The Real Meaning Behind ‘Better Than We Found It’ By Maren Morris
Maren Morris isn’t afraid of taking a political stance in her music, as she proved with her protest song “Better Than We Found It.” Released in October 2020, the pro-Black Lives Matter tune urges America to be “better than this.”
Morris expresses her perspective as a mother in the lyrics (via Genius), singing, “When time turns this moment to dust/ I just hope my son’s proud of the woman I was.” She also ends the music video with a heartfelt letter written to her son, Hayes. Per Variety, the country singer said that Hayes was “born the year the world stopped turning.”
The rest of the song’s music video features footage of protests, according to Rolling Stone. It also tells the story of two Nashville locals: Gustavo Flores, a teenager who faced imminent deportation to Mexico at the time, and Daniel Hambrick, a black man who was tragically killed by the police in 2018.
The lyrics reflect the gravity of these real-life situations: “Over and under and above the law,” Morris sings. “My neighbor’s in danger, who does he call / when the wolf’s at the door all covered in blue?” So while the message of the song seems fairly clear, what has Morris herself said about it?
Maren Morris still has "hope" for America's future
This isn’t the first time Maren Morris has incorporated her beliefs into a song; in 2015, she wrote “Dear Hate,” a duet with Vince Gill, inspired by the Charleston church massacre and released after the 2017 Las Vegas shooting. “Better Than We Found It,” on the other hand, was created in the wake of many Black Lives Matter protests across America in 2020, following the death of George Floyd. “I wanted to write something to address exactly how I feel right now, and this came together pretty quickly,” Morris revealed, per Rolling Stone.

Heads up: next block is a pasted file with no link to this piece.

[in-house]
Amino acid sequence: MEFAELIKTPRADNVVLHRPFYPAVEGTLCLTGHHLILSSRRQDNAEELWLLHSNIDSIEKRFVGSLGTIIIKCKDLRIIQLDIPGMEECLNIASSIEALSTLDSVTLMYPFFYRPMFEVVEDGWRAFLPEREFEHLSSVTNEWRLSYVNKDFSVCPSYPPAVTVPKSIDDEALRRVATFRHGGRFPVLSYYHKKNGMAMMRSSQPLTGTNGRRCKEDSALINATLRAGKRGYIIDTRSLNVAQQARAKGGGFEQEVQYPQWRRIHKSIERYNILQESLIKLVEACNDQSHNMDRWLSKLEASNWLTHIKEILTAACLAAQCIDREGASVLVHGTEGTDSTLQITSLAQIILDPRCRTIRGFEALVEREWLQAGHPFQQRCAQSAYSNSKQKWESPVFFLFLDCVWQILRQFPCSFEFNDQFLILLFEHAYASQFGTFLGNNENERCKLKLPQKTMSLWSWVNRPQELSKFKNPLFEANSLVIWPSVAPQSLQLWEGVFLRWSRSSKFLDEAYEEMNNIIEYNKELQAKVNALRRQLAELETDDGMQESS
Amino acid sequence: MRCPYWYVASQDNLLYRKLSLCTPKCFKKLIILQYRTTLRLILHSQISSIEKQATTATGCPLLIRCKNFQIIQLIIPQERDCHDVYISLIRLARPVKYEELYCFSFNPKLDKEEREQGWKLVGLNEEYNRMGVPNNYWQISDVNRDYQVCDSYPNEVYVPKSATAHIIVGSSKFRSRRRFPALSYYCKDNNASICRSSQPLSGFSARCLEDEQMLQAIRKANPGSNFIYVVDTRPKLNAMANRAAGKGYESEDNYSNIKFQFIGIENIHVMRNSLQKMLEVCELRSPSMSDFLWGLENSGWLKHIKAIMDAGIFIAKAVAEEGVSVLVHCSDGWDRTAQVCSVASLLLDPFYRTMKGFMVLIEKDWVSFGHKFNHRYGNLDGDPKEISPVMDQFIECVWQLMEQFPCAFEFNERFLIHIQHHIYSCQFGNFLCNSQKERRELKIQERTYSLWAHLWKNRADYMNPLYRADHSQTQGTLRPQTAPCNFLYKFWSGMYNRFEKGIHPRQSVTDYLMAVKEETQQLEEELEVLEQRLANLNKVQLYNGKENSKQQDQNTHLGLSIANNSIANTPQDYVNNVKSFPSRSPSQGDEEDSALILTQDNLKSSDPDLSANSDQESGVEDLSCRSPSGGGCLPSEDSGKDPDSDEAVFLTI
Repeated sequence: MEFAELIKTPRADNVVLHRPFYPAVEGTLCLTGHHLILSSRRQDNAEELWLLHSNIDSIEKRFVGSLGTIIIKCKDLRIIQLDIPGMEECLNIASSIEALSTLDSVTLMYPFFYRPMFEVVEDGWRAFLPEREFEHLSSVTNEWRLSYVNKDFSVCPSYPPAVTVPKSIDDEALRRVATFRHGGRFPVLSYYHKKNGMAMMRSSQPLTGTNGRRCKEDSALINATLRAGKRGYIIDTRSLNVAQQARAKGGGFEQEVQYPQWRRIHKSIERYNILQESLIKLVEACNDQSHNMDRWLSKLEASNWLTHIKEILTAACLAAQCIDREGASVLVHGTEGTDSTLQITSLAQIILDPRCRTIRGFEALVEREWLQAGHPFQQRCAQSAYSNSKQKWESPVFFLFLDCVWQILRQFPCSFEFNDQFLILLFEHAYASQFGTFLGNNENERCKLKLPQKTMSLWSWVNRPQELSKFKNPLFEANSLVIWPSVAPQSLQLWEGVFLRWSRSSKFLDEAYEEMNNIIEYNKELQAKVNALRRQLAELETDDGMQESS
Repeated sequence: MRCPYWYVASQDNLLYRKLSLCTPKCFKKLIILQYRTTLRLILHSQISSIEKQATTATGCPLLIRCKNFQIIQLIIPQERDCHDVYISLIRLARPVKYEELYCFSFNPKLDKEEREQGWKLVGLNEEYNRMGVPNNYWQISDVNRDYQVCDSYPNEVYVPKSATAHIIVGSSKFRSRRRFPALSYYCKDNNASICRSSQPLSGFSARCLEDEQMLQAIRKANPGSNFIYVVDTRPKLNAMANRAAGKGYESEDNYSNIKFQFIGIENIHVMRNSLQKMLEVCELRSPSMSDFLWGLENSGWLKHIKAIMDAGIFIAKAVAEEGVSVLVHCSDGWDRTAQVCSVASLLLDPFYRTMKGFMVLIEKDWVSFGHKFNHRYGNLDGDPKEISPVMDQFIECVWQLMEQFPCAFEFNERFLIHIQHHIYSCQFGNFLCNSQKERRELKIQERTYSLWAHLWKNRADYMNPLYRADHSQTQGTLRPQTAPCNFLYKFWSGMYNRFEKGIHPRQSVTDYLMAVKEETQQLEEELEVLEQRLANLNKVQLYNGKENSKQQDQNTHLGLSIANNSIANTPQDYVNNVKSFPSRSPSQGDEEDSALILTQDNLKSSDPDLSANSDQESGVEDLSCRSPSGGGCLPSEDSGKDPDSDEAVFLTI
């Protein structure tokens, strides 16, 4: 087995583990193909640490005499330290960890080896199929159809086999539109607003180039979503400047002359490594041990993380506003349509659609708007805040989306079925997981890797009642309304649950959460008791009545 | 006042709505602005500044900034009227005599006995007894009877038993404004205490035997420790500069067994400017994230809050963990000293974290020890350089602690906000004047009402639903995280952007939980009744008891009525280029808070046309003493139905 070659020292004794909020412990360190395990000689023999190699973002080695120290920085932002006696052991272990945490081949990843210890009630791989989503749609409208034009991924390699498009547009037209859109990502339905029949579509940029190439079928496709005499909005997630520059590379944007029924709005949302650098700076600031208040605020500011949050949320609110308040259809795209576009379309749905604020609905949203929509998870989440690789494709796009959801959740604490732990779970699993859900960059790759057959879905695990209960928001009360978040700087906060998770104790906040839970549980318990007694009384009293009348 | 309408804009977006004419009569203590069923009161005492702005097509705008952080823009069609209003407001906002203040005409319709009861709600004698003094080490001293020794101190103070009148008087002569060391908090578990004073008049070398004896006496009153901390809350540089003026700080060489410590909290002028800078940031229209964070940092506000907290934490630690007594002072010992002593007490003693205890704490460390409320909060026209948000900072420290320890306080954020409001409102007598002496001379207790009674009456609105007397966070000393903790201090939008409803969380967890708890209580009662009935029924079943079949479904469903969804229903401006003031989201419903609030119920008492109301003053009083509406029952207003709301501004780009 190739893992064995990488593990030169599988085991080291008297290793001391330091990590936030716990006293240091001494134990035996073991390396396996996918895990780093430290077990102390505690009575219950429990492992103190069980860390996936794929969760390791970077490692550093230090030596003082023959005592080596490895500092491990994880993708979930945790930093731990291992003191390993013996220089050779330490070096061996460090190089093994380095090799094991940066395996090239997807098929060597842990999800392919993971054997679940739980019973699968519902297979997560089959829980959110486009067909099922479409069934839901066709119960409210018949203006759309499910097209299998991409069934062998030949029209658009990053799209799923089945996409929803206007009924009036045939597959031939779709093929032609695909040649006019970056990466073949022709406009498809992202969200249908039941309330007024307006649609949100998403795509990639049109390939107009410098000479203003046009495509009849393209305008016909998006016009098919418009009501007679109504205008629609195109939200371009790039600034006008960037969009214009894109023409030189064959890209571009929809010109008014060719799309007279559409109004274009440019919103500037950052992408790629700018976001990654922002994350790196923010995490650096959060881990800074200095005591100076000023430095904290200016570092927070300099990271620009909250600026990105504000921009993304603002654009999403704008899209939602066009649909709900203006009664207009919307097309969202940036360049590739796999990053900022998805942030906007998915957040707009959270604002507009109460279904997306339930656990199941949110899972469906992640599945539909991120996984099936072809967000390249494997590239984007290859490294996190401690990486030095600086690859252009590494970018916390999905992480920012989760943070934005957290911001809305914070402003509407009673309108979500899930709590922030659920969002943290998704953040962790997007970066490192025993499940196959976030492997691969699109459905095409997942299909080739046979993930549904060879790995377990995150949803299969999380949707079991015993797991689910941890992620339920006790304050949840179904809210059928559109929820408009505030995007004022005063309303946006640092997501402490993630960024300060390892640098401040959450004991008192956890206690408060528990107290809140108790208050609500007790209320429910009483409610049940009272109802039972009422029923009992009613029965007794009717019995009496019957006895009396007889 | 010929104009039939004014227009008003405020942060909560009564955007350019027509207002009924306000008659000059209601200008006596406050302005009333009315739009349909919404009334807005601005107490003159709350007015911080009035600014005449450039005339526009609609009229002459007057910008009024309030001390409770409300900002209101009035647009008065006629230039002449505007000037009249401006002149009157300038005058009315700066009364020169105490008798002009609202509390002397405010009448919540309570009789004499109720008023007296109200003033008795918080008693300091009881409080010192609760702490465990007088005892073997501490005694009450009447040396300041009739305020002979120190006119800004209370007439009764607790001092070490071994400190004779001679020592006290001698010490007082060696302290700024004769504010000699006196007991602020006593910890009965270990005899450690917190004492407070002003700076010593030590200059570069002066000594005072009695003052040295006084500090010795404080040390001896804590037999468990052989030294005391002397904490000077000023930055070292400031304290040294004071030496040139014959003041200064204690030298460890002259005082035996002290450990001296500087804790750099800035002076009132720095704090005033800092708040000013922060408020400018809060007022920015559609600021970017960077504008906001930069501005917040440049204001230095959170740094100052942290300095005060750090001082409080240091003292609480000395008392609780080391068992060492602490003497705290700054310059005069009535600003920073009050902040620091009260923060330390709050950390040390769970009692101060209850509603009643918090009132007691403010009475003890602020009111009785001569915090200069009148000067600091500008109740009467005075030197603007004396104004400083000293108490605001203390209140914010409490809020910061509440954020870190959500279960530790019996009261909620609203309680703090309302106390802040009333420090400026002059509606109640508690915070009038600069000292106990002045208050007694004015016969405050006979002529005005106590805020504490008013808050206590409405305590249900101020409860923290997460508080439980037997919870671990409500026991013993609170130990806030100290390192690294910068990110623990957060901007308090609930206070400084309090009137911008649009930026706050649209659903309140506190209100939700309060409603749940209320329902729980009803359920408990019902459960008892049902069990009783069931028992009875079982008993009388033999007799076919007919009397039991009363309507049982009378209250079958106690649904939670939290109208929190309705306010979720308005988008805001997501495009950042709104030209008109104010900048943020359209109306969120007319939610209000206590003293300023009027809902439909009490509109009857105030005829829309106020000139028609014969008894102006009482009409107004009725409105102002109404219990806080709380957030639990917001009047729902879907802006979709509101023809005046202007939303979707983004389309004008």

“It’s a protest song,” she added. “It’s the most American thing to protest and protest songs have been so embedded in American culture: Bob Dylan, Nina Simone. I think the world right now is sort of in a perpetual mourning period and I wanted to have a song that had weight but also had hope.”
“I still have hope for this country and for the future of it,” the country star continued, “and as a new mother I wanted to promise my son that I’m going to do everything in my power to leave this world better than the one I came into and the one I see right now.”
Morris decided to put her money where her mouth was too: a portion of the song’s proceeds went to the Black Women’s Health Imperative, a nonprofit formed to protect the health and reproductive rights of Black women and girls.
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